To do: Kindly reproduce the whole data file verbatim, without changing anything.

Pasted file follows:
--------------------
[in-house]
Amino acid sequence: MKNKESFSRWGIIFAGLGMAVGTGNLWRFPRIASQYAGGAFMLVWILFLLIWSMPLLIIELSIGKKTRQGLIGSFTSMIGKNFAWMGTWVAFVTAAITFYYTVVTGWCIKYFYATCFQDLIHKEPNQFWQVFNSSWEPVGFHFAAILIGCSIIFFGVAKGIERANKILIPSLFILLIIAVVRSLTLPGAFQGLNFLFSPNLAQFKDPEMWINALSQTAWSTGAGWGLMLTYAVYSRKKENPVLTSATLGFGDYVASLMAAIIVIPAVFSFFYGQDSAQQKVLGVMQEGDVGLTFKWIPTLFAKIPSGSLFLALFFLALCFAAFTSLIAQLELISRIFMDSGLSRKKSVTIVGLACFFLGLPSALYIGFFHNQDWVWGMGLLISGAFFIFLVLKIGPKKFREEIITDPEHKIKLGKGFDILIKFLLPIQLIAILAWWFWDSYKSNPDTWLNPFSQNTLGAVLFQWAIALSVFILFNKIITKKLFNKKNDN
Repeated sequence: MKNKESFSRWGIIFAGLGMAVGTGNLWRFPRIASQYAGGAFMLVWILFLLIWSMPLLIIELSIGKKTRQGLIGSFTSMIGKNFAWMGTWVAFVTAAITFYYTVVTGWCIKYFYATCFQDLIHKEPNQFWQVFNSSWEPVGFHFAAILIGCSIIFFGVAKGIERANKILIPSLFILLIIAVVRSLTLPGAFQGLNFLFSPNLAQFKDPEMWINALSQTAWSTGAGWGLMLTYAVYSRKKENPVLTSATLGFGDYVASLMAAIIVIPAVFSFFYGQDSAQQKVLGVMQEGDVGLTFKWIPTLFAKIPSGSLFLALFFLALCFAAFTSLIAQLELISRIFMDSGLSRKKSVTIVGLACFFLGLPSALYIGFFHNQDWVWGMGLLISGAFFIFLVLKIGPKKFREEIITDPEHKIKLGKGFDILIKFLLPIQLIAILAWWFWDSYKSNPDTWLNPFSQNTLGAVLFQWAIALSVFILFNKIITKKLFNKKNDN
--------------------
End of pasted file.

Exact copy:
[in-house]
Amino acid sequence: MKNKESFSRWGIIFAGLGMAVGTGNLWRFPRIASQYAGGAFMLVWILFLLIWSMPLLIIELSIGKKTRQGLIGSFTSMIGKNFAWMGTWVAFVTAAITFYYTVVTGWCIKYFYATCFQDLIHKEPNQFWQVFNSSWEPVGFHFAAILIGCSIIFFGVAKGIERANKILIPSLFILLIIAVVRSLTLPGAFQGLNFLFSPNLAQFKDPEMWINALSQTAWSTGAGWGLMLTYAVYSRKKENPVLTSATLGFGDYVASLMAAIIVIPAVFSFFYGQDSAQQKVLGVMQEGDVGLTFKWIPTLFAKIPSGSLFLALFFLALCFAAFTSLIAQLELISRIFMDSGLSRKKSVTIVGLACFFLGLPSALYIGFFHNQDWVWGMGLLISGAFFIFLVLKIGPKKFREEIITDPEHKIKLGKGFDILIKFLLPIQLIAILAWWFWDSYKSNPDTWLNPFSQNTLGAVLFQWAIALSVFILFNKIITKKLFNKKNDN
Repeated sequence: MKNKESFSRWGIIFAGLGMAVGTGNLWRFPRIASQYAGGAFMLVWILFLLIWSMPLLIIELSIGKKTRQGLIGSFTSMIGKNFAWMGTWVAFVTAAITFYYTVVTGWCIKYFYATCFQDLIHKEPNQFWQVFNSSWEPVGFHFAAILIGCSIIFFGVAKGIERANKILIPSLFILLIIAVVRSLTLPGAFQGLNFLFSPNLAQFKDPEMWINALSQTAWSTGAGWGLMLTYAVYSRKKENPVLTSATLGFGDYVASLMAAIIVIPAVFSFFYGQDSAQQKVLGVMQEGDVGLTFKWIPTLFAKIPSGSLFLALFFLALCFAAFTSLIAQLELISRIFMDSGLSRKKSVTIVGLACFFLGLPSALYIGFFHNQDWVWGMGLLISGAFFIFLVLKIGPKKFREEIITDPEHKIKLGKGFDILIKFLLPIQLIAILAWWFWDSYKSNPDTWLNPFSQNTLGAVLFQWAIALSVFILFNKIITKKLFNKKNDN